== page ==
Teach Your Preschooler About Recycling
Let's Save The Earth! Earth 2000. Save the Rainforest! Conserve Energy. Let's Make a World of Difference!
We know and understand the meaning behind these slogans, but does your preschooler understand the concept behind a message like Save the Earth?
When they're younger than age 7, children struggle in a world of fact and fiction. What's real and what's imaginative are constant questions they face. The 3-year-old will be less concerned compared to the 4- and 5-year-olds who are trying to make sense of their world more and more every day. To tell your child, "Let's save the Earth" is a heavy concept, and places a lot of responsibility on your preschooler's shoulders.
Yes, we must save the world. We must protect the land and the animals, but we must also present these concepts in a way that preschoolers can understand. How can we do this? Rather than presenting the environment and its issues in one chunk, it's a good idea to present them in little tidbits.
"At our daycare, we once had 'The Environment' theme, which lasted two weeks within the school year," explains Sofia Z., an early childhood educator for more than 10 years. "We changed that and now we talk about the environment in little doses in our daily routines."
We can't decide, "OK, today I'm going to save the world." It's a continuous effort. It's one that must be talked about over and over again and dealt with on a daily basis.
"We first showed them pictures of landfills and explained that garbage was just piled over and over," Sofia says. "We told them if we didn't stop sending lots of garbage, the landfill would overflow. We asked them to help find ways to reduce or reuse or recycle items for us to be careful of what we put in the garbage."
Jennifer, Sofia's coworker, says: "We introduce questions to the children to make them think of what happens to things once we are finished with different items. We asked them, what can you do with this? Can you reuse it? Can you recycle it? Or can you reduce it? They didn't always get the right answers but eventually we got some right answers and some really creative ones too. We showed them items that can be reused, reduced and recycled and brought it down to their level."
Examples of reusable items are toilet paper rolls, papers written on one side, baby wipe boxes, cork, bottle caps, fabric and paper scraps. The goal is to find new uses for something rather than putting it into the garbage.
"This leads us to ask about reusing food," explains Sofia. "The children thought long before answering but by using a glass fish bowl we showed them how to make compost. We only put in fruit and vegetable scraps, eggshells and a few dead leaves from outside and in no time the materials turned into soil. We have a bigger pail to put in the non-meat food scraps and an adult brings it outdoors to our composting bin. When we have our planting theme we use the composted soil and we always have really pretty flowers.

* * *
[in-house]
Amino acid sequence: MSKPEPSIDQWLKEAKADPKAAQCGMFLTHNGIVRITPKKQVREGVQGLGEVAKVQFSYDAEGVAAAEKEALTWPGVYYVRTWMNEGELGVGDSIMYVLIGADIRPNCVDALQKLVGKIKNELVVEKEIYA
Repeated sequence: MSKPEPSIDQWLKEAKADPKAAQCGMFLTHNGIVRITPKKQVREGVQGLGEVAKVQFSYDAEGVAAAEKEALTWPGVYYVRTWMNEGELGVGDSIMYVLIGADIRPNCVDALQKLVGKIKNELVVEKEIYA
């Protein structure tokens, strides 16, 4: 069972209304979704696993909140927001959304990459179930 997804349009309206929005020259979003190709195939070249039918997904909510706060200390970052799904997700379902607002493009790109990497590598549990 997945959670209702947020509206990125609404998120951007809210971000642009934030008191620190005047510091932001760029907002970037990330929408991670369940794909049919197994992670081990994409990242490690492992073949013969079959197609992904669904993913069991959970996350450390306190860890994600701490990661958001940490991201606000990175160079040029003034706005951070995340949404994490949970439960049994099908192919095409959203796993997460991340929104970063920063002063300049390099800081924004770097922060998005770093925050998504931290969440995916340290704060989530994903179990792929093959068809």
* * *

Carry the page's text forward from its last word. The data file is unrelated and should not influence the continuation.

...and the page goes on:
"Reducible items are things we tried to avoid buying or bought in big quantities instead of buying little packages to reduce the mount of garbage. The child understood this with serving containers such as the yogurt containers -- rather than buy 24 little ones, buy four big ones. That reduced the amount in plastic containers. The children also were showed that energy such as running water and electricity were items that also need to be reduced and used only when needed. Lights off in empty rooms, flushing the toilet for no reason and making sure the water was turned off after hand washing were all concepts children clearly understood."
"Using real dishes and real cutlery rather than plastic ones also made sense to them," says Jennifer. "Because they had them on hand and they didn't need to throw them away -- we could wash them and use them again and again."
Recyclable items such as newspaper, plastic, aluminum and glass were separated from the regular garbage and placed in the blue recycle box ready for the weekly pickup from the recycle truck. The recycle symbol was then introduced -- it can be found on the blue boxes and the recycle trucks.
"Our community has the blue-box program," adds Sofia. "Many children also knew this from home. They separated the garbage from the items that can be placed in the blue box and sent to where they can be used again or refilled again."
In their daycare, the teachers have the blue box, a laundry basket for arts and crafts, a garbage pail for the recyclable (plastics/tins/glass) and a small pail with a cover for composting.
"We know what goes where but it's our responsibility to guide the children and ask them questions," says Sofia. "For example: 'Jonathan, what can you do with your yogurt container -- can it be placed in the composting pail? Can it be placed in the paper basket? Can you clean and dry it to place in the plastic basket for arts and crafts or in the blue box?'"
Parents have participated in helping their children reduce, reuse or recycle home items too. Old stationery and office papers were brought in to the daycare for the children to draw on. One child came in with over 20 egg cartons for art and crafts. Twice a year in spring and fall, the daycare has a clothes drive. Parents bring in clothing they no longer can use (especially children clothes). The clothes are set out on tables for parents to go through and take what they can use. The rest of the clothing items are put in boxes and taken to the local parish. A few parents have also benefited from the compost bin.
"Will we save the world?" asks Sofia. "I don't know, but we trying. We are also giving the children tools and knowledge that things do accumulate and we need to think further how we'll use the items rather than filling up our landfills."